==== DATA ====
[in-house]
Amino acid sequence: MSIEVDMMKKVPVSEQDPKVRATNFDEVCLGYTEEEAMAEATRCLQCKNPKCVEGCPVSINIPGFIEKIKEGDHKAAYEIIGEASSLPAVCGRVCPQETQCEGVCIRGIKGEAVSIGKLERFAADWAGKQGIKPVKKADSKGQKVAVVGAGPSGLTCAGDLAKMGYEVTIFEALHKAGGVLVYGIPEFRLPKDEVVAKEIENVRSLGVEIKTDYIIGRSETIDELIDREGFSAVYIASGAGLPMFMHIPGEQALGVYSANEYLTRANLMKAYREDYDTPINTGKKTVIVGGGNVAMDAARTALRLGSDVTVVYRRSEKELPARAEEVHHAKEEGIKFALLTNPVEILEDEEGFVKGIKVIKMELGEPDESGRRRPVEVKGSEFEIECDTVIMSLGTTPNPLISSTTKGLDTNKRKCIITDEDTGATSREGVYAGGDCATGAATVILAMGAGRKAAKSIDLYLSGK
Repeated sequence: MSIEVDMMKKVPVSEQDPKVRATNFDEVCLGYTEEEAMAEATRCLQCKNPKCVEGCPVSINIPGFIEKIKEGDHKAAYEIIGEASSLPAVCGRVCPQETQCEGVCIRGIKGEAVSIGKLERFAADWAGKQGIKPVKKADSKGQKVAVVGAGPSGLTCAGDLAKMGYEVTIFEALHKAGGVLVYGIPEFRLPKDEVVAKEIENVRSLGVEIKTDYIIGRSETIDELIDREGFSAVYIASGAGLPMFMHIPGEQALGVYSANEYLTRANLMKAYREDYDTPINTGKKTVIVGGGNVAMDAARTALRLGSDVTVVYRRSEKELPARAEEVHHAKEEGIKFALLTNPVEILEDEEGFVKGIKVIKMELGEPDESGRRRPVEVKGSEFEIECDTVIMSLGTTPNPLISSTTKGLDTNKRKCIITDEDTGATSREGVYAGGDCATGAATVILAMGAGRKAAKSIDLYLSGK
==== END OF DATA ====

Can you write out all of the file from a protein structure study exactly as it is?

[in-house]
Amino acid sequence: MSIEVDMMKKVPVSEQDPKVRATNFDEVCLGYTEEEAMAEATRCLQCKNPKCVEGCPVSINIPGFIEKIKEGDHKAAYEIIGEASSLPAVCGRVCPQETQCEGVCIRGIKGEAVSIGKLERFAADWAGKQGIKPVKKADSKGQKVAVVGAGPSGLTCAGDLAKMGYEVTIFEALHKAGGVLVYGIPEFRLPKDEVVAKEIENVRSLGVEIKTDYIIGRSETIDELIDREGFSAVYIASGAGLPMFMHIPGEQALGVYSANEYLTRANLMKAYREDYDTPINTGKKTVIVGGGNVAMDAARTALRLGSDVTVVYRRSEKELPARAEEVHHAKEEGIKFALLTNPVEILEDEEGFVKGIKVIKMELGEPDESGRRRPVEVKGSEFEIECDTVIMSLGTTPNPLISSTTKGLDTNKRKCIITDEDTGATSREGVYAGGDCATGAATVILAMGAGRKAAKSIDLYLSGK
Repeated sequence: MSIEVDMMKKVPVSEQDPKVRATNFDEVCLGYTEEEAMAEATRCLQCKNPKCVEGCPVSINIPGFIEKIKEGDHKAAYEIIGEASSLPAVCGRVCPQETQCEGVCIRGIKGEAVSIGKLERFAADWAGKQGIKPVKKADSKGQKVAVVGAGPSGLTCAGDLAKMGYEVTIFEALHKAGGVLVYGIPEFRLPKDEVVAKEIENVRSLGVEIKTDYIIGRSETIDELIDREGFSAVYIASGAGLPMFMHIPGEQALGVYSANEYLTRANLMKAYREDYDTPINTGKKTVIVGGGNVAMDAARTALRLGSDVTVVYRRSEKELPARAEEVHHAKEEGIKFALLTNPVEILEDEEGFVKGIKVIKMELGEPDESGRRRPVEVKGSEFEIECDTVIMSLGTTPNPLISSTTKGLDTNKRKCIITDEDTGATSREGVYAGGDCATGAATVILAMGAGRKAAKSIDLYLSGK